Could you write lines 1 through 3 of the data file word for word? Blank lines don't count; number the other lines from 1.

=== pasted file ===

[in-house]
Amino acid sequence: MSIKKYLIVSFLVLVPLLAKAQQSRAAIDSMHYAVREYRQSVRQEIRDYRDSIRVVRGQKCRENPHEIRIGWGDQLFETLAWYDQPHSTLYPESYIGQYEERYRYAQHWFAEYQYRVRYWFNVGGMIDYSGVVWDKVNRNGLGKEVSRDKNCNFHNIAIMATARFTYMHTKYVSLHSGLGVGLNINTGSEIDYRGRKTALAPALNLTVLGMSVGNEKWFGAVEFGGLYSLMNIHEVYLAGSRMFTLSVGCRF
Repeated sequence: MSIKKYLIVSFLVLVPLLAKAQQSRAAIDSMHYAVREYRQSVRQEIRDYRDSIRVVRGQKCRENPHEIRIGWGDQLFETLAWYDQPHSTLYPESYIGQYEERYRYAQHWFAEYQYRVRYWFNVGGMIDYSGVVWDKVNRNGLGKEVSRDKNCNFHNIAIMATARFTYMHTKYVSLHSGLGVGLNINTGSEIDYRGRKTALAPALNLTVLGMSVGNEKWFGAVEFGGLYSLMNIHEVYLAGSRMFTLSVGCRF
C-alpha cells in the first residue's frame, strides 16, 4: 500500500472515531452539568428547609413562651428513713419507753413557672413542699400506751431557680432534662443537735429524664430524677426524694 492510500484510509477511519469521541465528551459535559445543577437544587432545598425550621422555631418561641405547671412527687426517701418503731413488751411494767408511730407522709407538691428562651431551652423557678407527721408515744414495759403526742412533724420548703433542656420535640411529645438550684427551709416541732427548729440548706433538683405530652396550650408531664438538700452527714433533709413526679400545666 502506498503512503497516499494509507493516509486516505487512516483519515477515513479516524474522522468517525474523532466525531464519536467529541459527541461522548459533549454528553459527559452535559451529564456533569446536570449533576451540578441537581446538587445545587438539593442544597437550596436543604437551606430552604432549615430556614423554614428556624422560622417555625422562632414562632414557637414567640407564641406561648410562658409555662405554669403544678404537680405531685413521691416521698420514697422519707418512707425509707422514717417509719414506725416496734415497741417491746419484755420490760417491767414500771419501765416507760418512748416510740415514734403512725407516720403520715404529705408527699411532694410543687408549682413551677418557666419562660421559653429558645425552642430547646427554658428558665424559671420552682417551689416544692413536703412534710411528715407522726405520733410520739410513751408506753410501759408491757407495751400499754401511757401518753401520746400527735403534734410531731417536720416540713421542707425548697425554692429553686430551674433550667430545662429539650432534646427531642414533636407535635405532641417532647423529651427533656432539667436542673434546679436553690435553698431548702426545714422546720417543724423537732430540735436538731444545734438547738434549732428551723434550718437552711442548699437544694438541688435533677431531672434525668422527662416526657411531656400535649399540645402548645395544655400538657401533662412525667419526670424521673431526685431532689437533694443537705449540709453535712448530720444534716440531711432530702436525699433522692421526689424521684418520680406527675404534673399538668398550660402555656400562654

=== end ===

[in-house]
Amino acid sequence: MSIKKYLIVSFLVLVPLLAKAQQSRAAIDSMHYAVREYRQSVRQEIRDYRDSIRVVRGQKCRENPHEIRIGWGDQLFETLAWYDQPHSTLYPESYIGQYEERYRYAQHWFAEYQYRVRYWFNVGGMIDYSGVVWDKVNRNGLGKEVSRDKNCNFHNIAIMATARFTYMHTKYVSLHSGLGVGLNINTGSEIDYRGRKTALAPALNLTVLGMSVGNEKWFGAVEFGGLYSLMNIHEVYLAGSRMFTLSVGCRF
Repeated sequence: MSIKKYLIVSFLVLVPLLAKAQQSRAAIDSMHYAVREYRQSVRQEIRDYRDSIRVVRGQKCRENPHEIRIGWGDQLFETLAWYDQPHSTLYPESYIGQYEERYRYAQHWFAEYQYRVRYWFNVGGMIDYSGVVWDKVNRNGLGKEVSRDKNCNFHNIAIMATARFTYMHTKYVSLHSGLGVGLNINTGSEIDYRGRKTALAPALNLTVLGMSVGNEKWFGAVEFGGLYSLMNIHEVYLAGSRMFTLSVGCRF